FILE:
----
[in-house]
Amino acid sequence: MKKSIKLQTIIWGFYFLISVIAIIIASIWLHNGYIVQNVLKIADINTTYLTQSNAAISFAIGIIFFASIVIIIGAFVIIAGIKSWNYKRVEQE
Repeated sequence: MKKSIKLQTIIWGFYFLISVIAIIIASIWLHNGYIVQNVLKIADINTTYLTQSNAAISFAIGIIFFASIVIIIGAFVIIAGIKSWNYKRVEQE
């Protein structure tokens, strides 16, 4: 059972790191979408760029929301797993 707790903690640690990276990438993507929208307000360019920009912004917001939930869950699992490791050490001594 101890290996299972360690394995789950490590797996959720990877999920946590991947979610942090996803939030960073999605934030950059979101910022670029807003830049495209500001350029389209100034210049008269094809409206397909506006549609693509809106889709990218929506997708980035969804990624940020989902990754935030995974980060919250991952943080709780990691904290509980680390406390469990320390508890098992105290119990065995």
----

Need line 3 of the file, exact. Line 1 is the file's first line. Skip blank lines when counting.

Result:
Repeated sequence: MKKSIKLQTIIWGFYFLISVIAIIIASIWLHNGYIVQNVLKIADINTTYLTQSNAAISFAIGIIFFASIVIIIGAFVIIAGIKSWNYKRVEQE